If The Utah Legislature Has Few Flavors, Its Menu Changed Greatly With Ballot Initiatives In Its 2018 Session

Rick BowmerAP Images

Vanilla and some chocolate — and this year, strawberry?

Six ballot initiatives with the promise of changing 1.5 million voters into a legislature beyond which meets in Salt Lake City and could have brought to pass new mandates that polls say Utahns love went nowhere on Utah’s Capitol Hill, The Salt Lake Tribune reported.

Those proposals would increase taxes for schools significantly, bring about full Medicaid expansion, make medical marijuana legal, and alter election law, according to The Tribune.

Throughout the session, those citizen efforts played a role with lawmakers and helped them to move on them despite that resulting in alternatives from what the initiative supporters were seeking, ideas reflected by new bills and occasionally, putting challenges to the initiatives, The Tribune reported.

“Sometimes we are a little tone deaf, I think, in listening to the will of the people. That spawns initiatives. And when you get that kind of a loud roar, people pay attention,” Utah Gov. Gary Herbert said.

That idea was rather clear regarding Our Schools Now, an organization that wanted to increase education taxes in excess of $700 million per year, Herbert said.

“Clearly Our Schools Now made legislators step up and say, ‘Wait a minute, maybe we need to be a little more generous in education,'” Herbert remarked.

Lawmakers came to a deal with OSN Chair Campaign Manager Austin Cox and several supportive business leaders to basically forget OSN instead for a tax hike bill combination to put up for schools about $375 million more each year. That aim is significantly short of OSN’s goal but has more promise. Determining what the ballot box will yield always carried ambiguity, according to The Tribune.

“That’s a pretty impressive feat to me,” Herbert said. “If it’s not record amounts of money (for schools), it’s going to be near record amounts.”

Utah Gov. Gary Herbert applauded the Utah Legislature's education funding in its 2018 session.
Featured image credit: Rick BowmerAP Images

A portion of the deal is placing a non-binding inquiry on the ballot concerning increasing the gasoline tax, to aid schools, by 10 cents per gallon. If folks vote for it, legislators said, that would force the lawmakers to respond, The Tribune reported.

As an additional example of an initiative getting legislators to act, lawmakers supported Medicaid expansion to greater levels than they had in the past.

Medicaid bills had not made it past the House, but through HB472, that body pursued federal waivers to permit more insurance, without charge, to approximately 72,000 low-income Utahns.

However, backers of Utah Decides Healthcare remarked that their proposal would provide insurance for two times as many Utahns as HB472, given its hike in a sales tax. For that reason, UDH is plowing forward towards a November vote, according to The Tribune.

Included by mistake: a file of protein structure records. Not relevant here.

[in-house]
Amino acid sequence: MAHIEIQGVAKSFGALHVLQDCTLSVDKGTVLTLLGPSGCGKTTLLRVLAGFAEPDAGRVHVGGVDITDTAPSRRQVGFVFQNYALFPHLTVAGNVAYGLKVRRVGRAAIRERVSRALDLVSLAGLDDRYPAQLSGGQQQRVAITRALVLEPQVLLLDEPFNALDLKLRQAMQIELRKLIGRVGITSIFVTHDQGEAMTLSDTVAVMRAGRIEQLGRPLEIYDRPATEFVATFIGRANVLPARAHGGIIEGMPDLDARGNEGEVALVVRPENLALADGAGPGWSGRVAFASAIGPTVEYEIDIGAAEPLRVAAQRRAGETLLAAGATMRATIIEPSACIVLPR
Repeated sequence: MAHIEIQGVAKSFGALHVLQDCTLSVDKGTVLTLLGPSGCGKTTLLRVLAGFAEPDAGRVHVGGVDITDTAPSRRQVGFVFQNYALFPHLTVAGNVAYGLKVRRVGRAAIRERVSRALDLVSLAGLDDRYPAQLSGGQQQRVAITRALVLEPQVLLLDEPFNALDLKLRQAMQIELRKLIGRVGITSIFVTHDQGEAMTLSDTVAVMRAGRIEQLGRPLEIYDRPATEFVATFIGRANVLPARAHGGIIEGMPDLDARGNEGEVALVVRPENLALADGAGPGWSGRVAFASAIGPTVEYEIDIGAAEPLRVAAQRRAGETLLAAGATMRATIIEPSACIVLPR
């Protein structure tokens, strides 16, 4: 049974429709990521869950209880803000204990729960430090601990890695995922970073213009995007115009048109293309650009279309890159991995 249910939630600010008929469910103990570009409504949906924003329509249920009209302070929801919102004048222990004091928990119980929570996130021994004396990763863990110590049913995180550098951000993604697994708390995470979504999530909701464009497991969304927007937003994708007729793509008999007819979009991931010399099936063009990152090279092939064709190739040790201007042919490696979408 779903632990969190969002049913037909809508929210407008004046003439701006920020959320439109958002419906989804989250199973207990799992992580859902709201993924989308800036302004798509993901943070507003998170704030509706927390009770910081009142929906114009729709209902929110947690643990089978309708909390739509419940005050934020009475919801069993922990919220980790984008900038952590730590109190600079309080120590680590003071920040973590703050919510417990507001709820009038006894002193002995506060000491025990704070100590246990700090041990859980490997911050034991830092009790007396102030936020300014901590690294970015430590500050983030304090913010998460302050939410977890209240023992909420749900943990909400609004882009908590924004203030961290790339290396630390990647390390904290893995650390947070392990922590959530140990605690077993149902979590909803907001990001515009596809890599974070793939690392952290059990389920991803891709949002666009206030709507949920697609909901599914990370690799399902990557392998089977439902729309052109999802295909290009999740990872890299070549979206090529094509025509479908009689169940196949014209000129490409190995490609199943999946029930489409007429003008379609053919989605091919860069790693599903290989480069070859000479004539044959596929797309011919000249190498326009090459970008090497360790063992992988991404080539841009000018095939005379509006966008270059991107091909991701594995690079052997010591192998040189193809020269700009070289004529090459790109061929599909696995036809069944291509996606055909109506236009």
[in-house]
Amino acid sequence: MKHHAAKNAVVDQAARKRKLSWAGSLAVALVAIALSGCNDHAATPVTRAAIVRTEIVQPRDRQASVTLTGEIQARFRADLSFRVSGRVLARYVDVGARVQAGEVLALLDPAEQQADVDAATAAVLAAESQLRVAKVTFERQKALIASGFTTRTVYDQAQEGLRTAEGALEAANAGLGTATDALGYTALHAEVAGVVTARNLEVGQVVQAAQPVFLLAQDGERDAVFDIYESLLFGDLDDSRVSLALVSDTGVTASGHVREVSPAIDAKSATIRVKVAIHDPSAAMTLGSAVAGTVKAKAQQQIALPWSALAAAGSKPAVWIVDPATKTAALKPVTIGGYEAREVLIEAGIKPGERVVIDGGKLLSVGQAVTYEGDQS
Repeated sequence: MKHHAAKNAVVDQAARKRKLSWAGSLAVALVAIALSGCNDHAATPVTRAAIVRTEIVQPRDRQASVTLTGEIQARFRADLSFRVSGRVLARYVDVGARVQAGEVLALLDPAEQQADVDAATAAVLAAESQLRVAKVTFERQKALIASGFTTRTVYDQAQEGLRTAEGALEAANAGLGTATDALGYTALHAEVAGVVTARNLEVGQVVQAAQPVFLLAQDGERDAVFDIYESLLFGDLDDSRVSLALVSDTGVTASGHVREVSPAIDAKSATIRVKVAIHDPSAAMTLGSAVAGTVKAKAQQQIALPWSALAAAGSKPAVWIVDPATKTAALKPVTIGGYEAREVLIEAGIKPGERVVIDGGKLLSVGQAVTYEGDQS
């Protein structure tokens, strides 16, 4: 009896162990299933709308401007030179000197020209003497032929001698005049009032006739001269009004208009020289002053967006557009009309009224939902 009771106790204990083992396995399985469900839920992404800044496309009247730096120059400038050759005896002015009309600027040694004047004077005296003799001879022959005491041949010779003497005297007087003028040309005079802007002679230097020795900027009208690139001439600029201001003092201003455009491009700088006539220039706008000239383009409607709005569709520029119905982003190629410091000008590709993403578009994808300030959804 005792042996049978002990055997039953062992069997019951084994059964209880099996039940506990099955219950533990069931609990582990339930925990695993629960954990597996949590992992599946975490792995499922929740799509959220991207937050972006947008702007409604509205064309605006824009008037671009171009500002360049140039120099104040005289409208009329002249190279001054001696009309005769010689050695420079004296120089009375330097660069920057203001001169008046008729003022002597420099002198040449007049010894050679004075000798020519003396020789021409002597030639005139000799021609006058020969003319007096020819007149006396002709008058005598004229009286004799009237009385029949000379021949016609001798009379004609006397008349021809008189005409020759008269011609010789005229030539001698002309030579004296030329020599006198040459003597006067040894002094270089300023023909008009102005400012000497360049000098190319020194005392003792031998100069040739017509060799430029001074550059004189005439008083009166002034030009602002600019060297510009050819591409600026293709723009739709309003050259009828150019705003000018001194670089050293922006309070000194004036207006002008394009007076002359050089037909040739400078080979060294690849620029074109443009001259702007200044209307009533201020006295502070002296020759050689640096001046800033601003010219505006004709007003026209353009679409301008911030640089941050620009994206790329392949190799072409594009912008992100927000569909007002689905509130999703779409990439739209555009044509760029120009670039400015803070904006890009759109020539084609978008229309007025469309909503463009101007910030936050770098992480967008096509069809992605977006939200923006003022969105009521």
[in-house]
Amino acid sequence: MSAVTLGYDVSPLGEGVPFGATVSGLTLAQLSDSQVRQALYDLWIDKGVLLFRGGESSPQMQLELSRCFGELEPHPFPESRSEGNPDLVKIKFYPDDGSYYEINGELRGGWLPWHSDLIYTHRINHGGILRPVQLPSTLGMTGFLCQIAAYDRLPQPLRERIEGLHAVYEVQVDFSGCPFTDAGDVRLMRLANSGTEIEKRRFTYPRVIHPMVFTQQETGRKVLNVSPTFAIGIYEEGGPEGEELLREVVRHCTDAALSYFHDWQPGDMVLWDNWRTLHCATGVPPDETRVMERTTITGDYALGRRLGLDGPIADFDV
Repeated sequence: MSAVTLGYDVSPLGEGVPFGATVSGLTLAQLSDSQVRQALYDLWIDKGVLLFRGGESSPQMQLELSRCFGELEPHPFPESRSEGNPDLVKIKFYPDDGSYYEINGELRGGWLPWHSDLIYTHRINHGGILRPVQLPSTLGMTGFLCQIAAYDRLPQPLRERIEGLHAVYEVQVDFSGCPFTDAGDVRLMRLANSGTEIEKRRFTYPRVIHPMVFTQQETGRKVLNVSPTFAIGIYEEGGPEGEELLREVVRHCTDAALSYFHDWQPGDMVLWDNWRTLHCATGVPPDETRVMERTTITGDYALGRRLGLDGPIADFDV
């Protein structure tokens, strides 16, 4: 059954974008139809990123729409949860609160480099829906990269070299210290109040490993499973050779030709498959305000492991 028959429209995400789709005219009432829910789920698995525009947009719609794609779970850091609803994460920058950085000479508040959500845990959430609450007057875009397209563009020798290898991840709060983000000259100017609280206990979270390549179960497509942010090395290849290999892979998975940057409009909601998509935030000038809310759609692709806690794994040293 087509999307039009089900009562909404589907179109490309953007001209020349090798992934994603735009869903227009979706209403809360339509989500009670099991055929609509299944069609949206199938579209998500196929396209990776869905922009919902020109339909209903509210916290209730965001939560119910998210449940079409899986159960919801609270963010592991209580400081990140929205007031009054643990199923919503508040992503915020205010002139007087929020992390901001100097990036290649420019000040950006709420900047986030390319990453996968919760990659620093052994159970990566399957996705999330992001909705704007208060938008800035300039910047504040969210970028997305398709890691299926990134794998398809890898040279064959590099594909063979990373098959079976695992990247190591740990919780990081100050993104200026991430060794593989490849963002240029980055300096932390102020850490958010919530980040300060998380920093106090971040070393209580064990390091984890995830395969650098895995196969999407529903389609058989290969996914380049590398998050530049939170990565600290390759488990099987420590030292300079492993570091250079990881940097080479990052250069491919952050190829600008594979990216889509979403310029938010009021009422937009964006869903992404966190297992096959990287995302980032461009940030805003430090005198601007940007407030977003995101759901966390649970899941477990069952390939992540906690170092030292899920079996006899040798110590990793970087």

Another ballot initiative, to legalize medical marijuana, is doing that, too.

Legislators sent bills to the governor’s desk to permit folks who will always remain sick with no more than six months left to live the “right to try” cannabis, and permitted growing it for that purpose only, The Tribune reported.

This progress is definitely what may have been envisioned a handful of years back. Still, some aren’t happy.

“The legislation that was passed can barely be described as medical marijuana,” Connor Boyack, Libertas Institute president, remarked. “Yet again, the Legislature has proven its unwillingness to take anything but a small step when the public has consistently shown itself ready to take a big leap and help thousands of patients soon rather than waiting several years.”

Also, there was legislation to permit voters an undisputed selection this year on election laws steered by citizen efforts. But lawmakers let it expire as the session ended, according to The Tribune.

The bill would have permitted voters to determine if they would permit candidates to make it on a ballot exclusively via Utah’s caucus-convention system or permit that and/or collecting signatures to get through.

An initiative by Count My Vote would seal the legal deal in terms of two routes to a nomination by a part. However, if the measure lost or did not make the ballot, HB338 would have required a return to utilizing nothing but the caucus-convention path. That’s the one that the Utah Republican Party has wanted to maintain via legal action, The Tribune reported.

“I don’t know how we can argue against giving people the opportunity to have a vote on this issue,” said the bill’s sponsor, Rep. Dan McCay, R-Riverton.

Lawmakers occasionally did not take action at the idea of 1.5 million voters coming into their legislating area — and it resulted in remarks that won’t be forgotten, according to The Tribune.

A handful of those was heard in a back-and-forth on HB471 to put off bringing in efforts by citizens to give lawmakers time to change them or arrange them in conjunction with additional statutes, The Tribune reported.

“I really don’t understand why we persist in antagonizing the people of the state of Utah. It’s so obvious that we are sticking a finger in their eye,” said House Minority Leader Brian King, D-Salt Lake City. “We’ve got six initiatives that are going forward and we just can’t resist in the middle of the process putting another obstacle in place.”

In a prior debate in committee, recently elected Rep. Travis Seegmiller, R-St. George, remarked, “I’m nervous about the concept of empowering the citizenry to intervene so swiftly and rapidly as to even derail the deliberative and systematic processes of the Legislature.”

After folks spoke against Seegmiller’s remarks, Seegmiller wound up opposing the legislation in the entire House, with HB471 not even getting a vote in the Senate, according to The Tribune.